SOME member states of the Trans-Pacific Partnership (TPP) have agreed to try and continue with the deal, after US President Donald Trump pulled out in January soon after taking office.
Meeting on the sidelines of the Asia-Pacific Economic Cooperation (APEC) meeting in Hanoi, Vietnam on Sunday morning, 11 remaining nations agreed that they would explore ways to continue with TPP without the United States. It falls short of an immediate commitment to push on with the deal.
“The countries are going to put forward proposals on how to take TPP forward in November,” said New Zealand trade minister Todd McClay on Sunday, as quoted by Reuters.
As part of his “America First” approach, Trump pulled out of TPP soon after his inauguration calling it a “job killer.” The agreement aimed to significantly reduce barriers to trade and establish an investor-state dispute settlement mechanism.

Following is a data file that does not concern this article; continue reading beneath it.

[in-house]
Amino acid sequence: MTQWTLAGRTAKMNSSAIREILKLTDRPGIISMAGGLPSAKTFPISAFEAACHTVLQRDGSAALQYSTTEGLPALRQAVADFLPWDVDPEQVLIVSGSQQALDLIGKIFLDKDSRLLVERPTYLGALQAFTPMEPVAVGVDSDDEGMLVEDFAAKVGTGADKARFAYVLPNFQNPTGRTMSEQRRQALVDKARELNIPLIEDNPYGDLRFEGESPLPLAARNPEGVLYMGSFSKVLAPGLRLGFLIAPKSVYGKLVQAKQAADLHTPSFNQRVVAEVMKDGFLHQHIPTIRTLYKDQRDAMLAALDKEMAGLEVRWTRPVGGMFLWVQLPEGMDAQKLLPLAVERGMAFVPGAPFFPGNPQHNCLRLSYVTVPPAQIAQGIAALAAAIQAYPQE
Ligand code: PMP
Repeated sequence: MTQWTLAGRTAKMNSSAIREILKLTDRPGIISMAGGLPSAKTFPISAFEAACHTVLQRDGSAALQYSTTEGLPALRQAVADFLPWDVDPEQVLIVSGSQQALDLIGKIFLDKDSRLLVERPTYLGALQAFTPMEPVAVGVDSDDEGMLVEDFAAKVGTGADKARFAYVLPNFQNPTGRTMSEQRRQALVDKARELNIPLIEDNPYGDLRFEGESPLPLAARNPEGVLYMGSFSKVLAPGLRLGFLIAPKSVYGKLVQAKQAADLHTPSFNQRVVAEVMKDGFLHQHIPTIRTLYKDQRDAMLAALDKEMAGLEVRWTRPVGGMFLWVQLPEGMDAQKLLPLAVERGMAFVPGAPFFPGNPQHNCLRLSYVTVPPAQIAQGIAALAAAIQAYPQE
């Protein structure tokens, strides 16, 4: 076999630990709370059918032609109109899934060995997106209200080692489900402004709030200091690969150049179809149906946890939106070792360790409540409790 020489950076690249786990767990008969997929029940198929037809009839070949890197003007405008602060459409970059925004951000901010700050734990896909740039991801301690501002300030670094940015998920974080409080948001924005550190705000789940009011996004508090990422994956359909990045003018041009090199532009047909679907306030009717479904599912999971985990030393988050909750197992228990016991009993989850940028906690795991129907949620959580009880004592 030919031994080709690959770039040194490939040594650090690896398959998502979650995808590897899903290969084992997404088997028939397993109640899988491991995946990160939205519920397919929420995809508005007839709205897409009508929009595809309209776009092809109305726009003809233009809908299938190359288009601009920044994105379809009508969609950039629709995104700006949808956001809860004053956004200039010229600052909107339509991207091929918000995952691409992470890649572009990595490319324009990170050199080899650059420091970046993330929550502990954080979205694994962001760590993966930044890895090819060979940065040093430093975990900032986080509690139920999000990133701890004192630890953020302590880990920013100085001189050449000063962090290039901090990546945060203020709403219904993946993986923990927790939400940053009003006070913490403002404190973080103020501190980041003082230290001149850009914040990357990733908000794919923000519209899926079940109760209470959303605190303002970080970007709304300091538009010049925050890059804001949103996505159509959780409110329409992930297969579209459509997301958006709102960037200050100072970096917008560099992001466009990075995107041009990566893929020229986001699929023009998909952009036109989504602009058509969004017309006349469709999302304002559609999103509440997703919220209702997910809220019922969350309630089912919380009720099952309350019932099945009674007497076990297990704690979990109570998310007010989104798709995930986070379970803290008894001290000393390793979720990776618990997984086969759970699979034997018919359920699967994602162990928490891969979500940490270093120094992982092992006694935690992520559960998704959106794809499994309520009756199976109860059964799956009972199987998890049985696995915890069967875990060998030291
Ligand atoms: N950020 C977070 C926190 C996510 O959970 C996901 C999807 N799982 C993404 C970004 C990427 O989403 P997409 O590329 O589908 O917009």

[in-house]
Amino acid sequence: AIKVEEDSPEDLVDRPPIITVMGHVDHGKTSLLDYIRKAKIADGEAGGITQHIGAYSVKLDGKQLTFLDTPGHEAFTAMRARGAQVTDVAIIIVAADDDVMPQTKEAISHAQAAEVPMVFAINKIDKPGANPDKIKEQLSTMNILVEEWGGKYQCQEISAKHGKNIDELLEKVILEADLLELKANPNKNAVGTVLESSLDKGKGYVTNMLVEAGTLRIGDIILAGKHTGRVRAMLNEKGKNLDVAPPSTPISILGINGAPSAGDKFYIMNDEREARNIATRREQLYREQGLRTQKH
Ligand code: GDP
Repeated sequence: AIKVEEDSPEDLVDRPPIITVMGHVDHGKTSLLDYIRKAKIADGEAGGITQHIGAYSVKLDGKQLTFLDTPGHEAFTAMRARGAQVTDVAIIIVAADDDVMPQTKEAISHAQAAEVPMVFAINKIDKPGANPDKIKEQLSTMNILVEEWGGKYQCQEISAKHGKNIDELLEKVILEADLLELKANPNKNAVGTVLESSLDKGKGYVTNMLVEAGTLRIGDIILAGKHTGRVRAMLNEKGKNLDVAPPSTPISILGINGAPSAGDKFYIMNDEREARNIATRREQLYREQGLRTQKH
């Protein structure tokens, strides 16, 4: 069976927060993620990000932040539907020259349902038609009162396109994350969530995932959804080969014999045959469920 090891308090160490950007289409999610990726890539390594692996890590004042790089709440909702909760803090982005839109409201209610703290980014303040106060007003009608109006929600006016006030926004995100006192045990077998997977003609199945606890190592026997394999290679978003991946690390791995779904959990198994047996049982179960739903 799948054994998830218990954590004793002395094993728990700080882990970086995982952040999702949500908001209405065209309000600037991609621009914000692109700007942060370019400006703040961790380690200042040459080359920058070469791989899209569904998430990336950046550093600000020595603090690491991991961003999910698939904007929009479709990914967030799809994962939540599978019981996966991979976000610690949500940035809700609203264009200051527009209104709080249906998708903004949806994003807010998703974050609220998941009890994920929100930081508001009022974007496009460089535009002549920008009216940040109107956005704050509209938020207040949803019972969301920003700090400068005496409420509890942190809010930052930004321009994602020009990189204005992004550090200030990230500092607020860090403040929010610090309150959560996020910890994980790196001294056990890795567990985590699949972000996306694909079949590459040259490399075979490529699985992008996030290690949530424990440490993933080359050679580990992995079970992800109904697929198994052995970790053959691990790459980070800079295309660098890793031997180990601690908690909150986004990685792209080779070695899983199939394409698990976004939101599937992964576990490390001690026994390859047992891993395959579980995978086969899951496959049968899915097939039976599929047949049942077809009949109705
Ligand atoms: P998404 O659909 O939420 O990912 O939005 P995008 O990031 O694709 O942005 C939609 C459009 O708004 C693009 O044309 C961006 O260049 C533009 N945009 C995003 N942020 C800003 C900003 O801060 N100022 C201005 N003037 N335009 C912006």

TPP had been Barack Obama’s signature trade deal and a keystone aspect of his “pivot” to Asia.
Japan and New Zealand, the only countries to have ratified the deal, have spearheaded efforts to pursue the deal despite US exit, seeking not to undo seven years of hard fought negotiations.
“TPP has not only economic benefits but also strategic significance. We will firmly seek its realisation,” said Japan’s minister responsible for the TPP Nobuteru Ishihara on Friday.
Prior to Trump’s decision, the agreement represented 40 percent of the global economy. Under the TPP’s original terms, it could not come into place unless ratified by six countries accounting for 85 percent of the group’s combined GDP.
Malaysia and Vietnam had set to benefit hugely from greater access to US markets but have signalled their desire to renegotiate the TPP after Trump’s withdrawal. Original signatories also included Singapore, Mexico, Australia, Chile and Canada.
“Without America, there is no TPPA. We need the nation that contributes to 85 per cent of the TPPA to make it happen,” said Malaysia’s trade minister Mustapa Mohamed last November.
“We think the agreement is well balanced,” said McClay. “We are willing to engage in conversation to better understand the positions of Malaysia and Vietnam and other countries.”
“That will take some time. It will take most of this year,” he said.